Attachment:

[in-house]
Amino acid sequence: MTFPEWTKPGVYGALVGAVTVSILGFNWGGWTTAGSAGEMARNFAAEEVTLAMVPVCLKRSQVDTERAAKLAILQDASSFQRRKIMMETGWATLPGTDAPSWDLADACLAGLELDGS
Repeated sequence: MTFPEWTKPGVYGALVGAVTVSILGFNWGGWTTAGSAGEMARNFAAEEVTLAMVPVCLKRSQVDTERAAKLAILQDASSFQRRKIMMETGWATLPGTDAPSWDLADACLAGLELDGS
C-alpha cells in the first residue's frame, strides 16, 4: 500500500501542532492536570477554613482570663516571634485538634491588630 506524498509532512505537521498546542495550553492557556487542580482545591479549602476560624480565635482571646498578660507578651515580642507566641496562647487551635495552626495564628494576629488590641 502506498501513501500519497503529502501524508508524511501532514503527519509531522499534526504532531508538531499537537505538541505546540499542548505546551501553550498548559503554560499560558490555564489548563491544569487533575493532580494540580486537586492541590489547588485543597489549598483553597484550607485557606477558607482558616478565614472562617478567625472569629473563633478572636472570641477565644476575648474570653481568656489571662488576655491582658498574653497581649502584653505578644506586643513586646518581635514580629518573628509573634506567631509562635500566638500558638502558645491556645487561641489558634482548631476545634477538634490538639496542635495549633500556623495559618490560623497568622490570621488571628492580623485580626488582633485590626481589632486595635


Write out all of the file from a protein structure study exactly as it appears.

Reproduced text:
[in-house]
Amino acid sequence: MTFPEWTKPGVYGALVGAVTVSILGFNWGGWTTAGSAGEMARNFAAEEVTLAMVPVCLKRSQVDTERAAKLAILQDASSFQRRKIMMETGWATLPGTDAPSWDLADACLAGLELDGS
Repeated sequence: MTFPEWTKPGVYGALVGAVTVSILGFNWGGWTTAGSAGEMARNFAAEEVTLAMVPVCLKRSQVDTERAAKLAILQDASSFQRRKIMMETGWATLPGTDAPSWDLADACLAGLELDGS
C-alpha cells in the first residue's frame, strides 16, 4: 500500500501542532492536570477554613482570663516571634485538634491588630 506524498509532512505537521498546542495550553492557556487542580482545591479549602476560624480565635482571646498578660507578651515580642507566641496562647487551635495552626495564628494576629488590641 502506498501513501500519497503529502501524508508524511501532514503527519509531522499534526504532531508538531499537537505538541505546540499542548505546551501553550498548559503554560499560558490555564489548563491544569487533575493532580494540580486537586492541590489547588485543597489549598483553597484550607485557606477558607482558616478565614472562617478567625472569629473563633478572636472570641477565644476575648474570653481568656489571662488576655491582658498574653497581649502584653505578644506586643513586646518581635514580629518573628509573634506567631509562635500566638500558638502558645491556645487561641489558634482548631476545634477538634490538639496542635495549633500556623495559618490560623497568622490570621488571628492580623485580626488582633485590626481589632486595635